Crime Prevention Through Environmental Design: A Case Study of a Neighbourhood in Toronto, Canada

Emma Patterson, McGill University

ABSTRACT
Crime Prevention Through Environmental Design (CPTED) focusses on the spatial dimension of crime and examines how the built environment has the potential to increase or decrease opportunities for criminal activity. Environmental change can positively affect both real and perceived crime rates and hence, increase quality of life. This study explores key elements of 'safety' design and applies them to a high density, low-income neighborhood in Toronto. This involves spatial analysis of crime patterns, using GIS techniques. The data, including information from residents, police and members of community interest groups, are mapped to reveal areas commonly identified as safe or dangerous. These sites are physically assessed and safety audits are conducted in order to provide recommendations for redesigning danger zones. This intervention strategy is but one piece of the crime prevention puzzle. It is particularly appropriate in times of government cutbacks on social spending because it can be treated as a local economic development initiative and consequently, funded through public sector contributions. However, the public interest must be served and it is imperative that CPTED be applied with the participation and backing of community users in order to ensure the success of the project log after researchers and planners have withdrawn.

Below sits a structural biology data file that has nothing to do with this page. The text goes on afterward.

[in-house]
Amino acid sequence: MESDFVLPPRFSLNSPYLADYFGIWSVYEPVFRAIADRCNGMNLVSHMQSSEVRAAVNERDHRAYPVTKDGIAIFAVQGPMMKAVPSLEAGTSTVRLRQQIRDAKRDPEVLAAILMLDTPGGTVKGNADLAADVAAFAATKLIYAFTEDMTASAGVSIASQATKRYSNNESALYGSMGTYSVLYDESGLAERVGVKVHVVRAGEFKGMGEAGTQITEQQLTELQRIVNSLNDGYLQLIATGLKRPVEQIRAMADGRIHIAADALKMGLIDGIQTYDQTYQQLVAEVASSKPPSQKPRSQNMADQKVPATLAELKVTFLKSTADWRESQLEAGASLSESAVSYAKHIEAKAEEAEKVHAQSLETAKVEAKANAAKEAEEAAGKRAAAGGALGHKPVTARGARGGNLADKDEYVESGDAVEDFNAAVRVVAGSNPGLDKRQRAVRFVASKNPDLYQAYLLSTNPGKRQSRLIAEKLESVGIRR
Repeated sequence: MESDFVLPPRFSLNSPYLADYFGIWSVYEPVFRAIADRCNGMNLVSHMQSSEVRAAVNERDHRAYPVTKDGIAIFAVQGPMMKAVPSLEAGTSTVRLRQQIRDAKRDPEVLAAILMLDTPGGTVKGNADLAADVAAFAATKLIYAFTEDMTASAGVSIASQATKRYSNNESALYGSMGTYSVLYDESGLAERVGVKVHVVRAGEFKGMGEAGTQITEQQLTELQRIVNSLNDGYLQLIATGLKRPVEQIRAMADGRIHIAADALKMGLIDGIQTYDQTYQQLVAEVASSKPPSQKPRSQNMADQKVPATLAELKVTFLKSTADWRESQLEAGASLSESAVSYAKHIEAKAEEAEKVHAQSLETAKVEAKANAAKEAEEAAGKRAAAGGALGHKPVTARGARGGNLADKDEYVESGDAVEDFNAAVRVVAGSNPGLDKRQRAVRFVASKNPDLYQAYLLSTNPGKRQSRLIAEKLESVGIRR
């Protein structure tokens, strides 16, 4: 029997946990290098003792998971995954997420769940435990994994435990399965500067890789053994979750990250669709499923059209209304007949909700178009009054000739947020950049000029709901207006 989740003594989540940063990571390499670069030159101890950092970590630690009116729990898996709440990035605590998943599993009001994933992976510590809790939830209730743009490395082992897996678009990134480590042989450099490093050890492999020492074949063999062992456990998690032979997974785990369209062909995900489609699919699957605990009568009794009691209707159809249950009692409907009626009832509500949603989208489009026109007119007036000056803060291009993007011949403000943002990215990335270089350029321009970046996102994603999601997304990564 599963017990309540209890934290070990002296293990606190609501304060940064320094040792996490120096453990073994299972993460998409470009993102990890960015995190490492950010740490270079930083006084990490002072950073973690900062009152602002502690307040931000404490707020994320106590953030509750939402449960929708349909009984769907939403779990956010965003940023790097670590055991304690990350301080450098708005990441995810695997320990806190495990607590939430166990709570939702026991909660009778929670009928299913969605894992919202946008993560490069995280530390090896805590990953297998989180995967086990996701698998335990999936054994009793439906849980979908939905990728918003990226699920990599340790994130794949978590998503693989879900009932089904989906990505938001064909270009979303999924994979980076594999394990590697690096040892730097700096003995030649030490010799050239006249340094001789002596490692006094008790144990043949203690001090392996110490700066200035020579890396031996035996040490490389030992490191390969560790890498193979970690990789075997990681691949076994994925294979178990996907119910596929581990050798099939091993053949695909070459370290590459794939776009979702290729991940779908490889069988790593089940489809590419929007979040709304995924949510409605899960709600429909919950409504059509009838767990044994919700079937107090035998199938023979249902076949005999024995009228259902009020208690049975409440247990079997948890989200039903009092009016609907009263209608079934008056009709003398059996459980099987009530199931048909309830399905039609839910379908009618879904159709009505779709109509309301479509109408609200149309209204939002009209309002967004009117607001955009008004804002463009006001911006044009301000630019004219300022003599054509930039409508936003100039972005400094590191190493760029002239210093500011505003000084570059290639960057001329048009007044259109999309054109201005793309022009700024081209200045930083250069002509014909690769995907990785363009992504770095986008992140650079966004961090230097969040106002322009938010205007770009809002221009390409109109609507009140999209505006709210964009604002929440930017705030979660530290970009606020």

(Return to Program Resources)

Updated 05/20/2006